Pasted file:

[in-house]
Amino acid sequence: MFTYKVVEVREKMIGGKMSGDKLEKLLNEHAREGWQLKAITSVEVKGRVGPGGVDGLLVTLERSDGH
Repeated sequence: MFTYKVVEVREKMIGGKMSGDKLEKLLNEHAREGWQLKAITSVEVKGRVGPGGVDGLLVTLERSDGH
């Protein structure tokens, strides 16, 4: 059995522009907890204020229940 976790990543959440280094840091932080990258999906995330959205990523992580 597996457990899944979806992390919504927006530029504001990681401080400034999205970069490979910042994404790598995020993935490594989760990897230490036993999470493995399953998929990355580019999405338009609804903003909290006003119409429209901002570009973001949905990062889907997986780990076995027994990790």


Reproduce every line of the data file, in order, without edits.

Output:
[in-house]
Amino acid sequence: MFTYKVVEVREKMIGGKMSGDKLEKLLNEHAREGWQLKAITSVEVKGRVGPGGVDGLLVTLERSDGH
Repeated sequence: MFTYKVVEVREKMIGGKMSGDKLEKLLNEHAREGWQLKAITSVEVKGRVGPGGVDGLLVTLERSDGH
């Protein structure tokens, strides 16, 4: 059995522009907890204020229940 976790990543959440280094840091932080990258999906995330959205990523992580 597996457990899944979806992390919504927006530029504001990681401080400034999205970069490979910042994404790598995020993935490594989760990897230490036993999470493995399953998929990355580019999405338009609804903003909290006003119409429209901002570009973001949905990062889907997986780990076995027994990790």